1. ## Co-functions

Hay,

I started with co-functions a little while back, I got the concept and understand the A + B = 900,

But i got this one that threw me a curve-ball,

sin (900 + x) = 2 cos2x

I spoke to my lecturer about this one and he said just to treat the second part as a normal square,

Where is what i tried...

sin (900 + x) = 2[sin(900-x)2]

sin (900 + x) = 2[(900-x)(900-x)]

900-x = 2[8100 - 1800x + x2]

900-x = 16200 - 3600x + 2x

2x2 - 3610x + 15300 = 0

.'. x = 3 + "root 12231" /4 or .'. x = 3 -"root 12231" /4

.'. x = 28.398 or .'. x = -27.145

Did i miss something here or look at it from a wrong angle?

2. ## Re: Co-functions

sin(90+x)=cosx
therefore substitute sin(90+x)=cosx
and then solve the trigonometric equation cosx = 2 cos^2 (x) which is easy...

3. ## Re: Co-functions

Thanks Minoanman,

I didn't know you where allowed to substitute,

I thought the point of the exercise was to determine x with only using co-functions,

sin (900 + x) = 2 cos2x

cosx = 2cos2x

divide both side with cosx

.'. 1 = 2 cosx

.'. cosx = 1/2

.'. x = 600; 900; 2700; 3000

4. ## Re: Co-functions

Originally Posted by MiloMan
Thanks Minoanman,

I didn't know you where allowed to substitute,

I thought the point of the exercise was to determine x with only using co-functions,

sin (900 + x) = 2 cos2x

cosx = 2cos2x

divide both side with cosx

.'. 1 = 2 cosx

.'. cosx = 1/2

.'. x = 600; 900; 2700; 3000
No, you can't divide both sides by \displaystyle \displaystyle \begin{align*} \cos{(x)} \end{align*} because it's possible for (and in this case, some solutions ARE where) \displaystyle \displaystyle \begin{align*} \cos{(x)} = 0 \end{align*}. Instead you need to factorise...

\displaystyle \displaystyle \begin{align*} \cos{(x)} &= 2\cos^2{(x)} \\ 0 &= 2\cos^2{(x)} - \cos{(x)} \\ 0 &= \cos{(x)} \left[ 2\cos{(x)} - 1 \right] \\ \cos{(x)} &= 0 \textrm{ or } 2\cos{(x)} - 1 = 0 \end{align*}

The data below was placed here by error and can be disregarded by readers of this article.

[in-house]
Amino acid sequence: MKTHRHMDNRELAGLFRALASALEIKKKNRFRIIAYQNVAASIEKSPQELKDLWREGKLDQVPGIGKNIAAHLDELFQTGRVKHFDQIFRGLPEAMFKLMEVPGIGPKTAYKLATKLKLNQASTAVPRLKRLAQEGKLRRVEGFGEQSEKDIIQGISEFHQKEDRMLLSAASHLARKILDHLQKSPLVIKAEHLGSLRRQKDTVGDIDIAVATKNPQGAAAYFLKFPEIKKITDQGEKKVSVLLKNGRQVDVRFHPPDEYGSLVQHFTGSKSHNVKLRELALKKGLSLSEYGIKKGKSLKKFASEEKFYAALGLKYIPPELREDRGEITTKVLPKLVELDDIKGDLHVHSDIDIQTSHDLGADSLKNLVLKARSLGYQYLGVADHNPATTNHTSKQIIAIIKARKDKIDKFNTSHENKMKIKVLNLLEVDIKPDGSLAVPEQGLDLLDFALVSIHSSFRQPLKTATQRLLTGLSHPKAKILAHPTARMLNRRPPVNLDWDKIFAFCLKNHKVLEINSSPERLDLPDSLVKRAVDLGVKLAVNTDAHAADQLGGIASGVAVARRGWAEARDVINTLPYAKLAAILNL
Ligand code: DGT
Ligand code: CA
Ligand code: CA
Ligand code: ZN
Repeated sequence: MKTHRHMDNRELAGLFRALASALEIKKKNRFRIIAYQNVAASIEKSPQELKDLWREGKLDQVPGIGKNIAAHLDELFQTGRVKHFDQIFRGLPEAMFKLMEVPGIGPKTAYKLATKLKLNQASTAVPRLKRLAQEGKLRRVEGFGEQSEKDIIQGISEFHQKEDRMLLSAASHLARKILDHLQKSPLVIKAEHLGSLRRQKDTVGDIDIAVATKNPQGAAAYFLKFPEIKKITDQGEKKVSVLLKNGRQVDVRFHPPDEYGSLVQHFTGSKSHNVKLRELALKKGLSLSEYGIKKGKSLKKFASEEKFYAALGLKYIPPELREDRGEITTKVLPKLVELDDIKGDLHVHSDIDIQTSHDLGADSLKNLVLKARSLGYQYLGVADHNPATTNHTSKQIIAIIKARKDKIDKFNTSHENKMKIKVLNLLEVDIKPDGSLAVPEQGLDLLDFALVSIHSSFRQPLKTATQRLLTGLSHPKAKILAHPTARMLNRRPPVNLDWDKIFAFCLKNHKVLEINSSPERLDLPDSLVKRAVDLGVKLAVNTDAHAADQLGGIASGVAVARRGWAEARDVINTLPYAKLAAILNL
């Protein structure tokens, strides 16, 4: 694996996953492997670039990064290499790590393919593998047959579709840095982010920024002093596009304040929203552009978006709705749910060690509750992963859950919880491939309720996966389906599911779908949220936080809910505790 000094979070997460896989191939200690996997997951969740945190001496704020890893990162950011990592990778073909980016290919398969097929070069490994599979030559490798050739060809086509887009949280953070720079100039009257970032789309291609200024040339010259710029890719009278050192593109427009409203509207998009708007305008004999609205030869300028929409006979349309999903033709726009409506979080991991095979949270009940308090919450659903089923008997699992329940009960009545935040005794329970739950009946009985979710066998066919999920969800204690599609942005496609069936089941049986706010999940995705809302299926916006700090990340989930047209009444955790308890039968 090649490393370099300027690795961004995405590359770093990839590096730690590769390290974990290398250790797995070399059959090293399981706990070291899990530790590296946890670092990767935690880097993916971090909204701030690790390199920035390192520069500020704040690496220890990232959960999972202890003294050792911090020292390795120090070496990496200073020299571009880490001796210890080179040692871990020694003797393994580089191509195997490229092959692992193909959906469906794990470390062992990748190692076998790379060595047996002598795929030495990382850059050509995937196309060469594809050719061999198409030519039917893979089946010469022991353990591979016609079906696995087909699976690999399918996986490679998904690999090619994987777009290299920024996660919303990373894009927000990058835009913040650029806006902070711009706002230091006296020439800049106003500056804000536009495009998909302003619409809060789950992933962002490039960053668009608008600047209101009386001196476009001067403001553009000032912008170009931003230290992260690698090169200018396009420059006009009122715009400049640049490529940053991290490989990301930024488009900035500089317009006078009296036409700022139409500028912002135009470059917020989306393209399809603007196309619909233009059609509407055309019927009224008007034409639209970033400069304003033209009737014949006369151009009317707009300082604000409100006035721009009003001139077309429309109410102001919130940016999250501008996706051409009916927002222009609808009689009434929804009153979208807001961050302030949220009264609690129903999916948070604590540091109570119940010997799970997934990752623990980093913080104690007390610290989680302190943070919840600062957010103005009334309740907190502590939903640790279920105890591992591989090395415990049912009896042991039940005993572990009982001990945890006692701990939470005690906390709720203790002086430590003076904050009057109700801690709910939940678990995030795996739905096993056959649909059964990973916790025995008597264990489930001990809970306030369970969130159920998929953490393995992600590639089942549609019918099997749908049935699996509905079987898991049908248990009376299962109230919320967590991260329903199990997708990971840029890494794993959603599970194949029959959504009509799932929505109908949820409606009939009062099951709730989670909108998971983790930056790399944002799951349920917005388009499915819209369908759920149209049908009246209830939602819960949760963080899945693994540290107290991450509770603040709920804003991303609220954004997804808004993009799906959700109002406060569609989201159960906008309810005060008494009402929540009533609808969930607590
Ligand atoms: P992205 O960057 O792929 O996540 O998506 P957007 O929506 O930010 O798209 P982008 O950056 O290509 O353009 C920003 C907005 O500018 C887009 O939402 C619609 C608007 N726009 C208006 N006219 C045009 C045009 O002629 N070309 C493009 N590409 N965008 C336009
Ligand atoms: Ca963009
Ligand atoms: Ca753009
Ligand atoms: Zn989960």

Go from here.

5. ## Re: Co-functions

Originally Posted by MiloMan
Thanks Minoanman,

I didn't know you where allowed to substitute,

I thought the point of the exercise was to determine x with only using co-functions,

sin (900 + x) = 2 cos2x

cosx = 2cos2x

divide both side with cosx

.'. 1 = 2 cosx

.'. cosx = 1/2

.'. x = 600; 900; 2700; 3000
How you could obtain 90 and 270 degrees from your solution? This is a flag that you did something incorrectly.

6. ## Re: Co-functions

I must say i'm not sure where they got the 90 and 270 degree from,

I just copied it from the text book,

Doesn't 90 and 270 degree come from the fact the cos 90 and cos 270 = 0 and -0,

So if i put in 0 on both sides of the equation ( cosx = 2cos2x )

Then i sould be ok???

7. ## Re: Co-functions

Originally Posted by MiloMan
I must say i'm not sure where they got the 90 and 270 degree from,

I just copied it from the text book,

Doesn't 90 and 270 degree come from the fact the cos 90 and cos 270 = 0 and -0,

So if i put in 0 on both sides of the equation ( cosx = 2cos2x )

Then i sould be ok???
90 and 270 degrees are solutions to the problem. You could not get those angles from deviding both sides of your equation by cos(x). Follow the method provided by Prove It.

8. ## Re: Co-functions

Originally Posted by MiloMan
sin (900 + x) = 2[(900-x)(900-x)]

900-x = 2[8100 - 1800x + x2]
It is the sine function that is squared, not the argument.
$\displaystyle sin^2(x - x_0) \neq sin( (x - x_0 )^2 )$
and then you just dropped the sine function. You did this again a couple of steps later.

-Dan

9. ## Re: Co-functions

Since you say you understand how "co-functions" are related you could do it this way: sin(90+ x)= sin(90- (-x))= cos(-x). And since cosine is an even function, cos(-x)= cos(x), so
sin(90+ x)= 2cos^2(x) is the same as cos(x)= 2 cos^2(x). cos(x)= 0 is one solution which gives $\displaystyle x= \pi/2+ n\pi$ for any integer n. If cos(x) is not 0, we can divide both sides by cos(x) giving 1= 2cos(x) or cos(x)= 1/2. From that, [tex]x= \pi/3+ 2n\pi[tex] and $\displaystyle x= 2n\pi- \pi/3$.